The time is ripe for introducing new paradigms: last week Marimba, this week Intermind. Perhaps the companies are studying under the same Feng Shui master [11].

Marimba's Castanet, covered in TBTF for 1996-10-09 [12], operates on a "push" model: when the server has new material for you, it comes to your client, if you're online. Intermind's new Communicator technology takes a "pull" approach: you sign up for the material you want and your client watches to see when it changes and fetches it for you. In effect Communicator delivers Web content in a manner similar to email.

The 1996-10-15 issue of TidBITS [13], a widely circulated Macintosh newsletter, features a review of Intermind Communicator. I find this significant primarily because Communicator isn't available on the Macintosh and won't be for three months; but TidBITS editor Adam Engst feels strongly enough that Communicator is significant technology that he has made an early commitment to publish TidBITS via "hyperconnector." Engst describes the concept this way:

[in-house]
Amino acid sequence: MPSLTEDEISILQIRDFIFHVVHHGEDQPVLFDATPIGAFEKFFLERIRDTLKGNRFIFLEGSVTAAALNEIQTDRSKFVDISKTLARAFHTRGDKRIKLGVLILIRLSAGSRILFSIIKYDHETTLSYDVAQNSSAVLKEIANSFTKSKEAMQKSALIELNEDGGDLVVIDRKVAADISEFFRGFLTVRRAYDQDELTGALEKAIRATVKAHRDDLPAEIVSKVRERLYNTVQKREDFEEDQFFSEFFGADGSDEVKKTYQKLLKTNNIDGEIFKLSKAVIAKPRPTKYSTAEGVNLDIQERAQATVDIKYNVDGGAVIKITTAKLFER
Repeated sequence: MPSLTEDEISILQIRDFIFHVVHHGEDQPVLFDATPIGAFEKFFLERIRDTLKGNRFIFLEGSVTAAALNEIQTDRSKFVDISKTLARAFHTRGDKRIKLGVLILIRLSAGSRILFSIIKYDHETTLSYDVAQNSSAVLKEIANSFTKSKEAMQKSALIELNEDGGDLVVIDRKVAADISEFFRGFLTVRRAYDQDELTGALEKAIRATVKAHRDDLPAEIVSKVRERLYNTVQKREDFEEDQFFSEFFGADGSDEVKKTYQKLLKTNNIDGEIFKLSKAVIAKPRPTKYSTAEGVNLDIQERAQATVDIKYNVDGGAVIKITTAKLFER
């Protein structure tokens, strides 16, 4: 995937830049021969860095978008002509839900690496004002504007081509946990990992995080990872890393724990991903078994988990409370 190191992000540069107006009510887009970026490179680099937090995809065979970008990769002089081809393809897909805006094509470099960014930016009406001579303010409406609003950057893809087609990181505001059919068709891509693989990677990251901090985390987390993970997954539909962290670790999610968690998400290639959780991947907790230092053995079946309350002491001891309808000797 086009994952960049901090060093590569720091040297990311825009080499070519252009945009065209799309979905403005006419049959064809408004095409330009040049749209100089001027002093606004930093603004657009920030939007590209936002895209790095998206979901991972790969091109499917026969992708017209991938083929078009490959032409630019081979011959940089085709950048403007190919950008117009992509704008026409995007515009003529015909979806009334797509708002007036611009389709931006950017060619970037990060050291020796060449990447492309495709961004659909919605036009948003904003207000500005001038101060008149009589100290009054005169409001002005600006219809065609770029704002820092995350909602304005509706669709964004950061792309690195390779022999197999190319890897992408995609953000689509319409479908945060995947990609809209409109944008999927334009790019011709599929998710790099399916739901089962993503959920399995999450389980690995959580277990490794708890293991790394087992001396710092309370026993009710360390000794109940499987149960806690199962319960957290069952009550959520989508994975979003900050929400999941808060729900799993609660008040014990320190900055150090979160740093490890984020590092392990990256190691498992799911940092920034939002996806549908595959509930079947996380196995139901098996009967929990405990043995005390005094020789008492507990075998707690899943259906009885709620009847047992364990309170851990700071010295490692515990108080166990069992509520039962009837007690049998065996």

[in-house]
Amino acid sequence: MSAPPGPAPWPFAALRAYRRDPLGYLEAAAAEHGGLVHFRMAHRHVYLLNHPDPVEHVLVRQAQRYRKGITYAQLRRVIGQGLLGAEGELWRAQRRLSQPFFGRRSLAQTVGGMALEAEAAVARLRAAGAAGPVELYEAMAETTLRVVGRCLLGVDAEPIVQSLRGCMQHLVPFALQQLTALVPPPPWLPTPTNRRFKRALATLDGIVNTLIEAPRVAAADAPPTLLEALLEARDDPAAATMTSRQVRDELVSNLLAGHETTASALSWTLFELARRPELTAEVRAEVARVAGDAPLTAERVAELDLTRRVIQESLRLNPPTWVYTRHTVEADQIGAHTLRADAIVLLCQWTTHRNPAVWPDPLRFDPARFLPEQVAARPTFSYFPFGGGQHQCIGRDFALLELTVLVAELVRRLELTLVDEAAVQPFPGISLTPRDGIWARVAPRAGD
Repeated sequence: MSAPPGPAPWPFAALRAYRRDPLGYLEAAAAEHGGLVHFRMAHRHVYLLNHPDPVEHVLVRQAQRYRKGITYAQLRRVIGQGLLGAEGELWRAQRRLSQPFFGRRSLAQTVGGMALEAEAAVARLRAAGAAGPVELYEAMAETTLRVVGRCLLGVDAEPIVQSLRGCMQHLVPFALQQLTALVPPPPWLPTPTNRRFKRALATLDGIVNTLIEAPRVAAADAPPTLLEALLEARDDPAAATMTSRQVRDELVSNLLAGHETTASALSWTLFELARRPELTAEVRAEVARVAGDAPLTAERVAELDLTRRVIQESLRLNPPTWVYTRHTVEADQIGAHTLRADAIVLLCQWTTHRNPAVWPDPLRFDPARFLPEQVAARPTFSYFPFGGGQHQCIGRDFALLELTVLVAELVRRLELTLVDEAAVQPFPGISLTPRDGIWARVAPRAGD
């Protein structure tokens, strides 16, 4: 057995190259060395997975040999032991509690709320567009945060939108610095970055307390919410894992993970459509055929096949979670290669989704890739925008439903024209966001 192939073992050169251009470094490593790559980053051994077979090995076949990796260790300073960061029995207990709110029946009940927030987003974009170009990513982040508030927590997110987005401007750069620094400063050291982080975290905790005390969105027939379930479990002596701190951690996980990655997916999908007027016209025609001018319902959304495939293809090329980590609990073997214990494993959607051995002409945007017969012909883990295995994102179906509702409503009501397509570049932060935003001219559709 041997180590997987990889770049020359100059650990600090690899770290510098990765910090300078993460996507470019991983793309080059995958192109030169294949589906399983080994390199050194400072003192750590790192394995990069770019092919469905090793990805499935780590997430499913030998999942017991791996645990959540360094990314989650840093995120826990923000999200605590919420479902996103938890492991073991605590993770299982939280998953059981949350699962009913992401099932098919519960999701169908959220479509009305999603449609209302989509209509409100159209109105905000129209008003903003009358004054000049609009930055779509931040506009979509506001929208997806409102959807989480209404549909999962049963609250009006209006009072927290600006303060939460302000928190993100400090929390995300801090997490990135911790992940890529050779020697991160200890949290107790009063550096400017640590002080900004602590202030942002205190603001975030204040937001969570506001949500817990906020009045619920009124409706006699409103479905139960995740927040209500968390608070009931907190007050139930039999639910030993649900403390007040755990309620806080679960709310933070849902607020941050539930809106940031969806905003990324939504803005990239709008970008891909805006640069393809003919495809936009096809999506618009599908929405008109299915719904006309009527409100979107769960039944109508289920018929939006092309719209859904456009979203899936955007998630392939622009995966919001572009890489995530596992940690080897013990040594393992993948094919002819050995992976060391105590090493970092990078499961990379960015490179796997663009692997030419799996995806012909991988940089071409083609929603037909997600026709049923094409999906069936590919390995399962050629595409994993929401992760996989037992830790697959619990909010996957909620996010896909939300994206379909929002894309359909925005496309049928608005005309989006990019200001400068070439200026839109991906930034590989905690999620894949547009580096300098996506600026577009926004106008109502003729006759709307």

> Intermind Communicator makes it easy for everyone to get just the
> information they want from the Web, without repetitive searching,
> without bookmarking, and without sacrificing personal privacy. It
> also makes it possible for anyone to publish information on the Web
> that is delivered automatically to everyone else who wants to
> receive it, customized to each person's individual interests.

Another difference between Connector and Marimba's Castanet is that Intermind is offering more of the package for free [14]. Client software will be available free from both companies, but Intermind will also offer a way for individuals to publish content without cost. They hope to make money on commercial users of Connector and in the intranet market.

[11] <http://plaza.interport.net/pymetaphysics/concepts.htm>
[12] <http://www.tbtf.com/archive/1996-10-09.html>
[13] <http://www.tidbits.com/tb-issues/TidBITS-349.html#lnk5>
[14] <http://www.intermind.com/prod_demo/index.html>


A pornagraphy safety net is floated in the UK